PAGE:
In the mid-1980s, most states made it mandatory that all newly constructed and existing residential property had working smoke detectors. Could a weather radio be the new required safety device?

The Indiana House recently passed legislation to make it mandatory for a weather radio to be installed in all new manufactured homes sold in the state and in manufactured homes located in newly established manufactured home communities.

A weather radio can be purchased at local electronics stores and on the Internet. The price ranges from $30 to $100. Many weather radios can be programmed for a specific county and for various weather advisories, warnings and watches. Most are powered by electricity with a battery back-up power source.

The bill, sponsored by Rep. Philip Hoy, D-Evansville, is a result of the deadly tornado that struck a Vanderburgh County mobile home park in 2005 without warning, killing 25 people.

“We support the legislation,” Dennis Harney, executive director of the Indiana Manufactured Housing Association, said Friday. “We believe [weather radios] should be in every home in the state.”

Harney said the association voiced concerns when the bill was first introduced about liability issues.

“Lawmakers listened to our concerns about liability,” he said. “These are owner/occupied dwellings, we have no right to enter to check and see if a radio is plugged in or batteries have been changed.”

Harney said the association believes the requirement to have a weather radio will make the homes safer.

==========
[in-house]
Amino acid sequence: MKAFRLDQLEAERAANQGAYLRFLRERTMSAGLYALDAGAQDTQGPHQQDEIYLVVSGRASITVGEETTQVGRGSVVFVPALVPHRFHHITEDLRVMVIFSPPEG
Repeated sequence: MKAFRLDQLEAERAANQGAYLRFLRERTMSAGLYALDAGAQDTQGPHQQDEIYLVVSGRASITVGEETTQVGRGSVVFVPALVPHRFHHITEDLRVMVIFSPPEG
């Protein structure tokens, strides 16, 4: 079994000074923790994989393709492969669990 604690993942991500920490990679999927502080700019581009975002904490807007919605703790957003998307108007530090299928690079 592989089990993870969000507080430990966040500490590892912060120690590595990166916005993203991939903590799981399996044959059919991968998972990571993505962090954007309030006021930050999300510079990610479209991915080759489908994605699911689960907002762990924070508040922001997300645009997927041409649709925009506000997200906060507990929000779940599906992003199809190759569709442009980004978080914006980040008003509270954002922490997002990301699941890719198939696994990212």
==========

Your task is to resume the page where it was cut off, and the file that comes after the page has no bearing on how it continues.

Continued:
“It is almost impossible to build any house or structure that can withstand the devastating effects of a tornado,” he said. “Any increase in the time people are notified of an approaching storm will help.”

Harney expects the legislation to be approved.

Miami County Sheriff Ken Roland said making the weather radio mandatory is a great idea.

“It sets off a tone during severe weather,” he said. “It would wake a person up and allow them to get to safety.”

With the devastation a tornado can cause to a manufactured home, people living in them should have a weather radio, Roland said.

“People should have them in every residence,” he said. “It could make a difference in saving a person’s life.”

Howard County Sheriff Marty Talbert supports the concept, but is concerned the radio will not be maintained by homeowners.

“It will be like smoke detectors,” he said. “We can mandate they be placed in every home, but the resident has to change the batteries on a regular basis.

“I’m surprised at the number of homes that don’t have a weather alert radio,” Talbert said.

Talbert said when the tornado hit in Vanderburgh County the sheriff’s department had 12 to 14 minutes of warning, but because the storm hit in the middle of the night many people were asleep.

“A weather radio with a battery back-up will provide a warning around the clock,” he said. “The alert tone will wake you up. Early warning is the key to saving lives.”

Ken de la Bastide can be reached at (765) 454 -8580 or via e-mail at

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